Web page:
Governments must lead by example when managing their own debt and spending. Low debt is the result of low spending. Federal government spending as a share of the overall economy is 15 per cent in Canada (2) and 24 per cent in the U.S. (3). The numbers are not merely the result of prodigious U.S. military spending, though that is certainly a factor. Non-military federal government spending is 14 per cent of Canada’s economy (4), and 18 per cent of America’s (5).

Take a look at some of these graphs from earlier in the year about the Canadian 2012 budget. (This is straight from their government’s web site – they have new transparency/anti=corruption measures now, so the citizens know everything that government does). When comparing the deficit and debt of Canada to the United States, always multiply the Canadian number by 10 to get a benchmark to compare. For example, Canadian GDP is 1.7 trillion, and the US GDP is 15 trillion.

Canada’s budget deficit is around 30 billion, but ours is 1.2 trillion:

Canada Federal Budget Deficit / Surplus 2012

Canada Federal Budget Deficit / Surplus 2012

If we were doing as well as Canada, our deficit would be about $300 billion. But we have run up about 6 trillion in debt over 4 years! Not only that, but Canada’s national debt is only $600 billion. If we multiple that by 10, we would expect ours about $6 trillion. And it was that – during the Bush Presidency. But then the Democrats took over the House and Senate in 2007 and everything went wrong and we packed trillions and trillions onto the debt, including about $6 trillion during Obama’s first term.

Canada’s Debt to GDP ratio is 34%:

Canada vs US Debt to GDP

Canada vs US Debt to GDP

But things are even worse for the United States, now. The current United States Debt to GDP is 105%, according to official U.S. government figures. We are due for yet another credit downgrade, and should see Greece-like levels of Debt to GDP during Obama’s second term. We are spending too much, and we aren’t going to be able to make up trillion dollar deficits even if we confiscate every penny that rich people earn. (And they won’t be daft enough to keep working as hard if we did that – they would move, and probably to Canada)

What is happening to us here in the United States is self-inflicted. We are – and have been – voting to impoverish ourselves and generations of children born and unborn, by punishing those who work hard and play by the rules, and rewarding those who don’t work and don’t play by the rules. It didn’t have to be this way. We could have elected a President who actually knew something about business and economics. Knowledge matters. We can’t just choose a President who gives us the “tingles” and then expect him to perform the actual duties of being President. Competence is more important than confidence. Substance is more important than style.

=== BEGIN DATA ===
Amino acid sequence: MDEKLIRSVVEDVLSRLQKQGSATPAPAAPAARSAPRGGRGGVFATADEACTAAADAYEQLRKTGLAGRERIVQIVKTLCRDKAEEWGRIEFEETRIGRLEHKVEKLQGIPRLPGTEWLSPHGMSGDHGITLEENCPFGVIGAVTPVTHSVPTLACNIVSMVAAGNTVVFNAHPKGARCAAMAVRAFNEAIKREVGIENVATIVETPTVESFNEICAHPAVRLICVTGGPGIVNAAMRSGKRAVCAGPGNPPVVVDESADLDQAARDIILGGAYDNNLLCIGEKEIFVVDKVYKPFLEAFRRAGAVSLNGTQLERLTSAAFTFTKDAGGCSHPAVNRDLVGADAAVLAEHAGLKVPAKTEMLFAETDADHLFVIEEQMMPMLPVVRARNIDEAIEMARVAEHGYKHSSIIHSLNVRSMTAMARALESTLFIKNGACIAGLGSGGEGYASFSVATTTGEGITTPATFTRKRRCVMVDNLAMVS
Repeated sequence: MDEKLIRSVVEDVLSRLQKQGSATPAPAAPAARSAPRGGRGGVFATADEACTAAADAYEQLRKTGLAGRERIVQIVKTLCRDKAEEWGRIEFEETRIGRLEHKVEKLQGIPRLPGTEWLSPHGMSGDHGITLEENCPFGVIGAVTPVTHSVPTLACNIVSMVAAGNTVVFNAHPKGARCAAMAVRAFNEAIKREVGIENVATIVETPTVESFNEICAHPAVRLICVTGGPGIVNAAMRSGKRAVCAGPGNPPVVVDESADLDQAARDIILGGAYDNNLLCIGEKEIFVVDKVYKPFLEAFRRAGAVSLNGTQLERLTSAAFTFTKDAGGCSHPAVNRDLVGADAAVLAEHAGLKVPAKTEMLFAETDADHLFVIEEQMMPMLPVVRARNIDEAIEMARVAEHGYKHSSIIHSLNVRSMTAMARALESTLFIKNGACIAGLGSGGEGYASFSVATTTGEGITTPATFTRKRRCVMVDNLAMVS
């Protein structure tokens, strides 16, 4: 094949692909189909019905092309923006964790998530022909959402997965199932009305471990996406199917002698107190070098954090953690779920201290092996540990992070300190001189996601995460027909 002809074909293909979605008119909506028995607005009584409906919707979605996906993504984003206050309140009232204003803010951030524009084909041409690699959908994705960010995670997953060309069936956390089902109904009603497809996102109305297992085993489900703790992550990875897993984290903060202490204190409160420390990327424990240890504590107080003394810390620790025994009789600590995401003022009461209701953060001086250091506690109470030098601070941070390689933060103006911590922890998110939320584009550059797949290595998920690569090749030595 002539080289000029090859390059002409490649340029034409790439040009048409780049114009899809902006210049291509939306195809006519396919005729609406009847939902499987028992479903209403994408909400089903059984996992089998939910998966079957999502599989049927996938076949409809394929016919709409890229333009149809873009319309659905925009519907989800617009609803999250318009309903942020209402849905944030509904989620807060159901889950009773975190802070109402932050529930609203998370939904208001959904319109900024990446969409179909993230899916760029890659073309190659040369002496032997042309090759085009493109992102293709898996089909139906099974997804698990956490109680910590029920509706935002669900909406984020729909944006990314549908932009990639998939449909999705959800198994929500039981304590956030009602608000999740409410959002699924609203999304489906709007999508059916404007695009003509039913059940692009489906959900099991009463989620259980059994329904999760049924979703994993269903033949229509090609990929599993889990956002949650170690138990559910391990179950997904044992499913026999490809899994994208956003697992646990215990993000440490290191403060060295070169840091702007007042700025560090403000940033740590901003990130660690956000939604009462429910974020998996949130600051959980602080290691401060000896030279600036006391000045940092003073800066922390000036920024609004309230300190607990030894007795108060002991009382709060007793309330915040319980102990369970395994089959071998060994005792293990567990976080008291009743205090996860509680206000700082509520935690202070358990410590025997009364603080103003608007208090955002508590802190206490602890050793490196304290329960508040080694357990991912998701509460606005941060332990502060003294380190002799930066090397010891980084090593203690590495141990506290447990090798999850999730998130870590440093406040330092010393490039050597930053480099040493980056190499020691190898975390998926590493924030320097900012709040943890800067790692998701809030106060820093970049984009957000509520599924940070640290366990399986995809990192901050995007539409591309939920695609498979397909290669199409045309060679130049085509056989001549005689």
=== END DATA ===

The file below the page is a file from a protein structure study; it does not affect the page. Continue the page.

Filed under: News, , , , , , , , , , , , , , , , , , , , , , , , , , , , , , , , , , , ,

How to easily develop your knowledge of the way the world works

If you’re not reading IBD editorials every day, you are missing out. I agree with them on practically everything they write. I try to stay in touch with what’s happening in the world, with respect to economics and foreign policy, and Investors Business Daily is indispensable. (And sometimes, they even cover social issues like school choice, affirmative action and stem cell research). It’s not just the news that I want, it’s the analysis. They fit every data point into an argument – and that makes the world a very interesting place.

Here are four sample articles.

Did the latest European bailout fix anything?

Excerpt:

Led by the Fed, top central banks added dollars to the global financial system on Wednesday as Europe’s crisis deepened. We hate to rain on anyone’s parade, but this won’t solve the EU’s problems.

The central banks’ bold action, though met with wild enthusiasm by financial markets, amounts to little more than a multibillion dollar Band-Aid on a deep, dangerous wound.

[...]But even as they juggle and sell off their portfolios of bad loans, major banks in Europe, the U.S. and Asia are being forced to raise capital to meet new international banking standards. The result: a credit crunch.

In short, the global financial system is near collapse, and the central banks are madly pumping dollars into it to keep the collapse from happening.

It’s an emergency, we get it. But while such actions might help in the short run, they won’t in the long run.

The EU faces the same problems today as it did yesterday, and no amount of central bank money-printing changes that.

Namely, its 17 members, used to an ever-expanding welfare state and leisure-class lifestyle, can’t sustain that way of life with their chronically weak economies and aging, low-productivity workforces.

Contrary to recent actions, the EU’s problems aren’t short-term and financial, but long-term and fiscal.

The same kind of problems that we are having USA, as we have moved from 160 billion dollar deficits under Bush in 2007 to approximately 1.4 trillion dollar deficits in ever year that Obama has been President. Maybe we can learn some lessons from the mistakes that others have made and are making instead of making those mistakes again ourselves?

If global warming is real, where are all the hurricanes?

Excerpt:

Sunday will be the 2,232nd consecutive day that the U.S. has gone without being hit by a major hurricane. This is a big enough deal to be covered by the mainstream media. But of course it won’t be.

On Dec. 4, a new record will be set for the number of days between landfalls of category 3 or stronger storms. The previous streak, according to Roger Pielke Jr., began on Sept. 8, 1900, and ended on Oct. 19, 1906, when the Great Galveston Hurricane hit.

The record won’t be broken by just a day or even a week. Pielke, a professor of environmental studies at University of Colorado, says it will be crushed.

“Since there won’t be any intense hurricanes before next summer, the record will be shattered, with the days between intense hurricane landfalls likely to exceed 2,500 days,” he writes in his blog.

Why is this significant? Because the global warming alarmists have been telling us that man’s carbon dioxide emissions would bring bigger storms.